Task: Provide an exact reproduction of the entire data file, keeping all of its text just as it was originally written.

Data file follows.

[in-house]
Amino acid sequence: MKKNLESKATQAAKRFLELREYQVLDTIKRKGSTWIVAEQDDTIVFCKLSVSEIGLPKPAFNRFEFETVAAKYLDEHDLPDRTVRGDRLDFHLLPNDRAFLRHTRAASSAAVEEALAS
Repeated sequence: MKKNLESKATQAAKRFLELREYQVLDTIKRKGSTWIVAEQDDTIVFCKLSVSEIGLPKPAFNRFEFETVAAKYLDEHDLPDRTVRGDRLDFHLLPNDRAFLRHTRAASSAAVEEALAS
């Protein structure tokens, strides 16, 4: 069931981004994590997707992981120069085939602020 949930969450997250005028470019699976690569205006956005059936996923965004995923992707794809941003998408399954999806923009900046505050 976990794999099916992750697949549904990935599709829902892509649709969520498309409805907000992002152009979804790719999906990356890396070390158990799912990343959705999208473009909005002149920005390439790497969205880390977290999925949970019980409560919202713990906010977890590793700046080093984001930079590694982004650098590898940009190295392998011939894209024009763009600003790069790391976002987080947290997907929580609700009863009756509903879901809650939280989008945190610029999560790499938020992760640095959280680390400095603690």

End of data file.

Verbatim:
[in-house]
Amino acid sequence: MKKNLESKATQAAKRFLELREYQVLDTIKRKGSTWIVAEQDDTIVFCKLSVSEIGLPKPAFNRFEFETVAAKYLDEHDLPDRTVRGDRLDFHLLPNDRAFLRHTRAASSAAVEEALAS
Repeated sequence: MKKNLESKATQAAKRFLELREYQVLDTIKRKGSTWIVAEQDDTIVFCKLSVSEIGLPKPAFNRFEFETVAAKYLDEHDLPDRTVRGDRLDFHLLPNDRAFLRHTRAASSAAVEEALAS
């Protein structure tokens, strides 16, 4: 069931981004994590997707992981120069085939602020 949930969450997250005028470019699976690569205006956005059936996923965004995923992707794809941003998408399954999806923009900046505050 976990794999099916992750697949549904990935599709829902892509649709969520498309409805907000992002152009979804790719999906990356890396070390158990799912990343959705999208473009909005002149920005390439790497969205880390977290999925949970019980409560919202713990906010977890590793700046080093984001930079590694982004650098590898940009190295392998011939894209024009763009600003790069790391976002987080947290997907929580609700009863009756509903879901809650939280989008945190610029999560790499938020992760640095959280680390400095603690």